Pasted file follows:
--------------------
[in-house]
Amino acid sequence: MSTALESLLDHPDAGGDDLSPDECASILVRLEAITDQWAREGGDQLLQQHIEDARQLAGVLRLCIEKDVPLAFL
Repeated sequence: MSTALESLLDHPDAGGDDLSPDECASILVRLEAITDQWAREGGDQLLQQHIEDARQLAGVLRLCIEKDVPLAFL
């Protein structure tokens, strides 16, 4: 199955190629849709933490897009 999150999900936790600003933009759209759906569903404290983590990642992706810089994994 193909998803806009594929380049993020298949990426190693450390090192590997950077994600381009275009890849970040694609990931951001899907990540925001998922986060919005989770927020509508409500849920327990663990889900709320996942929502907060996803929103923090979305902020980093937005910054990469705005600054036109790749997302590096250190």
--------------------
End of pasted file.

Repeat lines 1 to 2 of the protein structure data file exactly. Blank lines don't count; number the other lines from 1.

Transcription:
[in-house]
Amino acid sequence: MSTALESLLDHPDAGGDDLSPDECASILVRLEAITDQWAREGGDQLLQQHIEDARQLAGVLRLCIEKDVPLAFL